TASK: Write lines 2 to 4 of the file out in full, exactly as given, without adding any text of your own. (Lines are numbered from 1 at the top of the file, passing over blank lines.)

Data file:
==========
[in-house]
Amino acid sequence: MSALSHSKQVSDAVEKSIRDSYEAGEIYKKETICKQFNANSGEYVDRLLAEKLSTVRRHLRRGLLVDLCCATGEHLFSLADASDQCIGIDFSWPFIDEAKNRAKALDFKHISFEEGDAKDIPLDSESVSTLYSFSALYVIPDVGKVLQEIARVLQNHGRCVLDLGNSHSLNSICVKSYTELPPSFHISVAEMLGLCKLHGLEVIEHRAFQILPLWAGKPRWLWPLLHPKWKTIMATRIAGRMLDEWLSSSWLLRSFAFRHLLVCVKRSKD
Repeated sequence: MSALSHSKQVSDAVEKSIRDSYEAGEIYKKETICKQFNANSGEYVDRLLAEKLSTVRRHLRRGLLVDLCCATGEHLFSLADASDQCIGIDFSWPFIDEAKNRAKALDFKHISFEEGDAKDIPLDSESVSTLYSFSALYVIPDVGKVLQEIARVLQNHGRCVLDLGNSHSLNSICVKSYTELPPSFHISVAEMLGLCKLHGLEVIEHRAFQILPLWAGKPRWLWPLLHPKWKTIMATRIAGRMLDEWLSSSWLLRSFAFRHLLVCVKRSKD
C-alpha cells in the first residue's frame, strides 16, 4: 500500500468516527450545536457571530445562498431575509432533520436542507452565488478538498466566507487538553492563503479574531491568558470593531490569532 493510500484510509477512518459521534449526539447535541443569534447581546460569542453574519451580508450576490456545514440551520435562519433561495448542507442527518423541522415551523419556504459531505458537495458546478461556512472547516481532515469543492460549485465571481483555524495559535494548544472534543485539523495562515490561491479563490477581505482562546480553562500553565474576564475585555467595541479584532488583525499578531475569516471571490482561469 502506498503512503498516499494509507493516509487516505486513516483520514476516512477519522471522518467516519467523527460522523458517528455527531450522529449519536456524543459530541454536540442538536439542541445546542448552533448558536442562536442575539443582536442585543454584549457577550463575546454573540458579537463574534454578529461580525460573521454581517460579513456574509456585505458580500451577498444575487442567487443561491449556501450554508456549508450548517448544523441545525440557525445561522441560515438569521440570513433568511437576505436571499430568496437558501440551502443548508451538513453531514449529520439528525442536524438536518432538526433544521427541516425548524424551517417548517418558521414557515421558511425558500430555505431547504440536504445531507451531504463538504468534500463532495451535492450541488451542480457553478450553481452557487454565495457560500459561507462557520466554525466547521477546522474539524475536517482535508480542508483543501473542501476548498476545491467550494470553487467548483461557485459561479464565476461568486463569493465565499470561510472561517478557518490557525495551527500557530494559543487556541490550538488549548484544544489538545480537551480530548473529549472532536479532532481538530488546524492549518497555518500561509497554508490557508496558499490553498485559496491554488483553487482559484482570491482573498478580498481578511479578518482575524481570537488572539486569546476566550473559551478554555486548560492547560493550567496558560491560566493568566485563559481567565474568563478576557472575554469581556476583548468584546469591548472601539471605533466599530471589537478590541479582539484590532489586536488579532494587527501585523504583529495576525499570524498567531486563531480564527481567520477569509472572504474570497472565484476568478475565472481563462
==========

Amino acid sequence: MSALSHSKQVSDAVEKSIRDSYEAGEIYKKETICKQFNANSGEYVDRLLAEKLSTVRRHLRRGLLVDLCCATGEHLFSLADASDQCIGIDFSWPFIDEAKNRAKALDFKHISFEEGDAKDIPLDSESVSTLYSFSALYVIPDVGKVLQEIARVLQNHGRCVLDLGNSHSLNSICVKSYTELPPSFHISVAEMLGLCKLHGLEVIEHRAFQILPLWAGKPRWLWPLLHPKWKTIMATRIAGRMLDEWLSSSWLLRSFAFRHLLVCVKRSKD
Repeated sequence: MSALSHSKQVSDAVEKSIRDSYEAGEIYKKETICKQFNANSGEYVDRLLAEKLSTVRRHLRRGLLVDLCCATGEHLFSLADASDQCIGIDFSWPFIDEAKNRAKALDFKHISFEEGDAKDIPLDSESVSTLYSFSALYVIPDVGKVLQEIARVLQNHGRCVLDLGNSHSLNSICVKSYTELPPSFHISVAEMLGLCKLHGLEVIEHRAFQILPLWAGKPRWLWPLLHPKWKTIMATRIAGRMLDEWLSSSWLLRSFAFRHLLVCVKRSKD
C-alpha cells in the first residue's frame, strides 16, 4: 500500500468516527450545536457571530445562498431575509432533520436542507452565488478538498466566507487538553492563503479574531491568558470593531490569532 493510500484510509477512518459521534449526539447535541443569534447581546460569542453574519451580508450576490456545514440551520435562519433561495448542507442527518423541522415551523419556504459531505458537495458546478461556512472547516481532515469543492460549485465571481483555524495559535494548544472534543485539523495562515490561491479563490477581505482562546480553562500553565474576564475585555467595541479584532488583525499578531475569516471571490482561469 502506498503512503498516499494509507493516509487516505486513516483520514476516512477519522471522518467516519467523527460522523458517528455527531450522529449519536456524543459530541454536540442538536439542541445546542448552533448558536442562536442575539443582536442585543454584549457577550463575546454573540458579537463574534454578529461580525460573521454581517460579513456574509456585505458580500451577498444575487442567487443561491449556501450554508456549508450548517448544523441545525440557525445561522441560515438569521440570513433568511437576505436571499430568496437558501440551502443548508451538513453531514449529520439528525442536524438536518432538526433544521427541516425548524424551517417548517418558521414557515421558511425558500430555505431547504440536504445531507451531504463538504468534500463532495451535492450541488451542480457553478450553481452557487454565495457560500459561507462557520466554525466547521477546522474539524475536517482535508480542508483543501473542501476548498476545491467550494470553487467548483461557485459561479464565476461568486463569493465565499470561510472561517478557518490557525495551527500557530494559543487556541490550538488549548484544544489538545480537551480530548473529549472532536479532532481538530488546524492549518497555518500561509497554508490557508496558499490553498485559496491554488483553487482559484482570491482573498478580498481578511479578518482575524481570537488572539486569546476566550473559551478554555486548560492547560493550567496558560491560566493568566485563559481567565474568563478576557472575554469581556476583548468584546469591548472601539471605533466599530471589537478590541479582539484590532489586536488579532494587527501585523504583529495576525499570524498567531486563531480564527481567520477569509472572504474570497472565484476568478475565472481563462